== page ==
US20080166966A1 (en) * 2004-12-20 2008-07-10 Shogo Hamasaki Wireless Communication Apparatus and Communication Control Method
US7778601B2 (en) * 2005-01-24 2010-08-17 Broadcom Corporation Pairing modular wireless earpiece/microphone (HEADSET) to a serviced base portion and subsequent access thereto
US7925022B2 (en) * 2005-05-23 2011-04-12 The Invention Science Fund I, Llc Device pairing via device to device contact

Family Cites Families (4)

* Cited by examiner, † Cited by third party
Publication number Priority date Publication date Assignee Title
IL108608A (en) 1994-02-09 1998-01-04 Dsp Telecomm Ltd Accessory voice operated unit for a cellular telephone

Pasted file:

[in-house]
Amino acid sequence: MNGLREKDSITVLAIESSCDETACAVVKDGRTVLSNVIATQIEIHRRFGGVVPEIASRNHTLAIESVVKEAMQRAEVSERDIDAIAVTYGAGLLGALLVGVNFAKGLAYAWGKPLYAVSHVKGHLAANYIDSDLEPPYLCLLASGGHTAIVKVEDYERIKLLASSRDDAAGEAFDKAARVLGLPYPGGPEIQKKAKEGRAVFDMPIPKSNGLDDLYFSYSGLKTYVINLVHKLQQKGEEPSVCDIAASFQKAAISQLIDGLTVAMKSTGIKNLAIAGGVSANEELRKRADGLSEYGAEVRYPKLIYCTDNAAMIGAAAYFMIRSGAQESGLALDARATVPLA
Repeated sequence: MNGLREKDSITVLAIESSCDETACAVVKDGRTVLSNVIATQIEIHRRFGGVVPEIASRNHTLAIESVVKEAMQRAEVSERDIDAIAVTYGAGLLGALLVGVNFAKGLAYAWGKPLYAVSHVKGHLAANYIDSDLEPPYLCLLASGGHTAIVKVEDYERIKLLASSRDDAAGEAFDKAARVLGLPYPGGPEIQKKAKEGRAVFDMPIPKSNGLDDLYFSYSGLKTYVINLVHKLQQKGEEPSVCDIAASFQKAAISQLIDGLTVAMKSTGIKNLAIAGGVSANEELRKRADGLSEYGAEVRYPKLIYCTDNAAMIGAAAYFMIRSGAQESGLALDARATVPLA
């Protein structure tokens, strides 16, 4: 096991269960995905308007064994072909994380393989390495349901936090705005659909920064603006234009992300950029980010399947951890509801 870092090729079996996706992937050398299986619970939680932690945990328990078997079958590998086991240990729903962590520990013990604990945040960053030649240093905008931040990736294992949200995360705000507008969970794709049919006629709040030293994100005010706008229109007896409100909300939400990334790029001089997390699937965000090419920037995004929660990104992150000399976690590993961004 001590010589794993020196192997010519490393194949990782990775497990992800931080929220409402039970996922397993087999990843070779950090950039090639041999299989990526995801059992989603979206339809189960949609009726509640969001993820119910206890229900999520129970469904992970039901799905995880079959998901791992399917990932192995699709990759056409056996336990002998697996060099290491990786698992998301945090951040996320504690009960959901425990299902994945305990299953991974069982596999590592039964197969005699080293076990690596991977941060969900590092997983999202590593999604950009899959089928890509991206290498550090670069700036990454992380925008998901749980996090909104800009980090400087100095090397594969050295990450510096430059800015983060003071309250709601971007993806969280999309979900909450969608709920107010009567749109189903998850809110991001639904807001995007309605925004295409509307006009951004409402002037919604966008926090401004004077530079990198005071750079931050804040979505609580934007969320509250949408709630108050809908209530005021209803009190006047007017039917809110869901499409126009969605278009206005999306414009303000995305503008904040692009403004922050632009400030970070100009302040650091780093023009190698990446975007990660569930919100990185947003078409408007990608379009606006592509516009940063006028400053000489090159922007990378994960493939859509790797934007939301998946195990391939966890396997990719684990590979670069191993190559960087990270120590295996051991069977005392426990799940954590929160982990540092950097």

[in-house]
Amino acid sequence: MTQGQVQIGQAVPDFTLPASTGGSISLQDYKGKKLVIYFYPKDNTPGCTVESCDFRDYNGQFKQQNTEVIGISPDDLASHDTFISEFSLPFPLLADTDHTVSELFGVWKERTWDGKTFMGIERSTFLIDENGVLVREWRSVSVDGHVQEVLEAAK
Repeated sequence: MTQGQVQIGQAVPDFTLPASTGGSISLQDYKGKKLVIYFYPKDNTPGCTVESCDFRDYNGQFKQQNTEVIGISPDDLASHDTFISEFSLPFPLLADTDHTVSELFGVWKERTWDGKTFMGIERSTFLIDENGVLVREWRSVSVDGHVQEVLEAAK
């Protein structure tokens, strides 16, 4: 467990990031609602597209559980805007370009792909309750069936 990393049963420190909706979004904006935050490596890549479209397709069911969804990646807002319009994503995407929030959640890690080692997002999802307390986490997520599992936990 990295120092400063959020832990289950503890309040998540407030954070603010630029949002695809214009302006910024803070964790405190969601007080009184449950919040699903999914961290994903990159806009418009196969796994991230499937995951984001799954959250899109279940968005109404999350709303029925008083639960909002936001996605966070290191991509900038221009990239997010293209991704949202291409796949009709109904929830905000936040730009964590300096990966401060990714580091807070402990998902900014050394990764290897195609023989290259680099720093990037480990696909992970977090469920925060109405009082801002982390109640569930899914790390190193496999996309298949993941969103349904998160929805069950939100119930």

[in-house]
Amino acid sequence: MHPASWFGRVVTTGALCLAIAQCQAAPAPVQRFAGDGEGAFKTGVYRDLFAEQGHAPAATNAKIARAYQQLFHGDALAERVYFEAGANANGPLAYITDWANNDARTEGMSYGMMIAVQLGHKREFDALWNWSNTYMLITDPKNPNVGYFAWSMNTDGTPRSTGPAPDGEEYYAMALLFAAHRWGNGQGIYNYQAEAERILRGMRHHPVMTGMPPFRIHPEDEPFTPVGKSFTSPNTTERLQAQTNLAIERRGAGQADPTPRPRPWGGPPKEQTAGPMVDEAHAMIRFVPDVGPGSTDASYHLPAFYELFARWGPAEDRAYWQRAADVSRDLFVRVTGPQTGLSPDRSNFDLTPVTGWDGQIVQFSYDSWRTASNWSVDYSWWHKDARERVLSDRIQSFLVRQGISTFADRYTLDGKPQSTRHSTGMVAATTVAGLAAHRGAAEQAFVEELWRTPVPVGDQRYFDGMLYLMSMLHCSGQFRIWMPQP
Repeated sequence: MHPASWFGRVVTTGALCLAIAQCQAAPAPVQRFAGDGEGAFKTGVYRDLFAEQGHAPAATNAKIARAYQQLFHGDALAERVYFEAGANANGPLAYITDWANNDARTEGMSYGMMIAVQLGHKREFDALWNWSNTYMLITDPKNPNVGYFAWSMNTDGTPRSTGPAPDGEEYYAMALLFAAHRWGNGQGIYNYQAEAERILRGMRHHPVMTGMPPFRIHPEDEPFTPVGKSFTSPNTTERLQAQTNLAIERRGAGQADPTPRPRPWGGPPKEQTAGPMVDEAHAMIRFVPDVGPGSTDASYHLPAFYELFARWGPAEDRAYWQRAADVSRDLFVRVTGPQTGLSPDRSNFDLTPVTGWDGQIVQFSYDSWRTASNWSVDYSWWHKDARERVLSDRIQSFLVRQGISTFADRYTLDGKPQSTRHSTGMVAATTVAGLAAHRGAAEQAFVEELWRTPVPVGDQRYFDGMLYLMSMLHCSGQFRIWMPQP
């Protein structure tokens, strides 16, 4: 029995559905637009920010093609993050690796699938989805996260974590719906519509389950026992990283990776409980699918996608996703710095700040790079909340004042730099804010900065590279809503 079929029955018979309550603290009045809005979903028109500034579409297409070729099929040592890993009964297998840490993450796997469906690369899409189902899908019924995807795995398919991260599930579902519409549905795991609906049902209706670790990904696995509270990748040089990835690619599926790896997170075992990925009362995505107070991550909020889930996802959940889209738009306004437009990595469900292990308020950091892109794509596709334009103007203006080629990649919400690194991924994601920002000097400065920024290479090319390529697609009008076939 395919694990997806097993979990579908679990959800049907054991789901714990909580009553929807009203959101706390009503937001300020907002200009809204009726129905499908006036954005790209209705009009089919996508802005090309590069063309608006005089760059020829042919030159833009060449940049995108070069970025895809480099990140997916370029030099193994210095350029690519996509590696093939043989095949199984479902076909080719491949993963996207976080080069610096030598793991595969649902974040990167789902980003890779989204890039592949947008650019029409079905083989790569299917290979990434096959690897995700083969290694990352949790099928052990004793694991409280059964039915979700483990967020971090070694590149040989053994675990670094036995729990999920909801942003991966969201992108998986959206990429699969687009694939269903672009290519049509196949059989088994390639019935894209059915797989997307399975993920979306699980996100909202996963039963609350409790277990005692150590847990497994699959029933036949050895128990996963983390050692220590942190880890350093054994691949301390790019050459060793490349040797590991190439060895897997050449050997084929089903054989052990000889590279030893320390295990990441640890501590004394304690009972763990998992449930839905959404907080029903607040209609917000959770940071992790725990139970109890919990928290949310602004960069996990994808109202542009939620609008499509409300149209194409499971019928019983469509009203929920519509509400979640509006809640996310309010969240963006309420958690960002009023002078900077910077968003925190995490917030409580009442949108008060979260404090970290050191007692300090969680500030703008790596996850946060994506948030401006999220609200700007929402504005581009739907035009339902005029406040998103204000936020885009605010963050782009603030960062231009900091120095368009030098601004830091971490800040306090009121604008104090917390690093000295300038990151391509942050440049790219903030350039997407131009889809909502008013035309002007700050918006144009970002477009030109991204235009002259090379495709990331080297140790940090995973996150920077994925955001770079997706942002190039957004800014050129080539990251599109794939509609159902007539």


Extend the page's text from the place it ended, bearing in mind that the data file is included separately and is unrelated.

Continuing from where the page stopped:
US6377825B1 (en) 2000-02-18 2002-04-23 Cellport Systems, Inc. Hands-free wireless communication in a vehicle
US20020137505A1 (en) 2000-02-18 2002-09-26 Eiche Steven A. Audio detection for hands-free wireless
US9258285B2 (en) 2005-05-24 2016-02-09 Invention Science Fund I, Llc Device pairing via human initiated contact

Patent Citations (18)

* Cited by examiner, † Cited by third party
Publication number Priority date Publication date Assignee Title
US7072886B2 (en) * 2001-05-15 2006-07-04 Nokia Corporation Method and business process to maintain privacy in distributed recommendation systems
US20030162556A1 (en) * 2002-02-28 2003-08-28 Libes Michael A. Method and system for communication between two wireless-enabled devices
US20030226041A1 (en) * 2002-03-28 2003-12-04 Innovation Connection Corporation Apparatus and method for effecting secure physical and commercial transactions in a contactless manner using biometric identity validation